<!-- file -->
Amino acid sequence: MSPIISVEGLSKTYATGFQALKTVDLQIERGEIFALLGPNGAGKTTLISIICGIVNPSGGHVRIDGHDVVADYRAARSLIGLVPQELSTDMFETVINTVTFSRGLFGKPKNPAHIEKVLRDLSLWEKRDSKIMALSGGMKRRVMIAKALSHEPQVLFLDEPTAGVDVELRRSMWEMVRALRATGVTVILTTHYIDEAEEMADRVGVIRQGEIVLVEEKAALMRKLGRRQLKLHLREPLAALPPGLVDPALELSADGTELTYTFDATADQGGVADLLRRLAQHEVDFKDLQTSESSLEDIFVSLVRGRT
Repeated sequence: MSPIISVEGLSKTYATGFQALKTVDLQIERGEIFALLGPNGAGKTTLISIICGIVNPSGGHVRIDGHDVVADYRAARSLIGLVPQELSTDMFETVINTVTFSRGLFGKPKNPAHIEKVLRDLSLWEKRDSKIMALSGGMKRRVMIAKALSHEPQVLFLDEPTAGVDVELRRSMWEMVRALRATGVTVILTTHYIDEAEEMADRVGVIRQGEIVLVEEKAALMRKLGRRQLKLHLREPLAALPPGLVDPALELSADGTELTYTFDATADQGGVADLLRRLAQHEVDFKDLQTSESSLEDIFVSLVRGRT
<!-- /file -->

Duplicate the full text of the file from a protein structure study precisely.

Amino acid sequence: MSPIISVEGLSKTYATGFQALKTVDLQIERGEIFALLGPNGAGKTTLISIICGIVNPSGGHVRIDGHDVVADYRAARSLIGLVPQELSTDMFETVINTVTFSRGLFGKPKNPAHIEKVLRDLSLWEKRDSKIMALSGGMKRRVMIAKALSHEPQVLFLDEPTAGVDVELRRSMWEMVRALRATGVTVILTTHYIDEAEEMADRVGVIRQGEIVLVEEKAALMRKLGRRQLKLHLREPLAALPPGLVDPALELSADGTELTYTFDATADQGGVADLLRRLAQHEVDFKDLQTSESSLEDIFVSLVRGRT
Repeated sequence: MSPIISVEGLSKTYATGFQALKTVDLQIERGEIFALLGPNGAGKTTLISIICGIVNPSGGHVRIDGHDVVADYRAARSLIGLVPQELSTDMFETVINTVTFSRGLFGKPKNPAHIEKVLRDLSLWEKRDSKIMALSGGMKRRVMIAKALSHEPQVLFLDEPTAGVDVELRRSMWEMVRALRATGVTVILTTHYIDEAEEMADRVGVIRQGEIVLVEEKAALMRKLGRRQLKLHLREPLAALPPGLVDPALELSADGTELTYTFDATADQGGVADLLRRLAQHEVDFKDLQTSESSLEDIFVSLVRGRT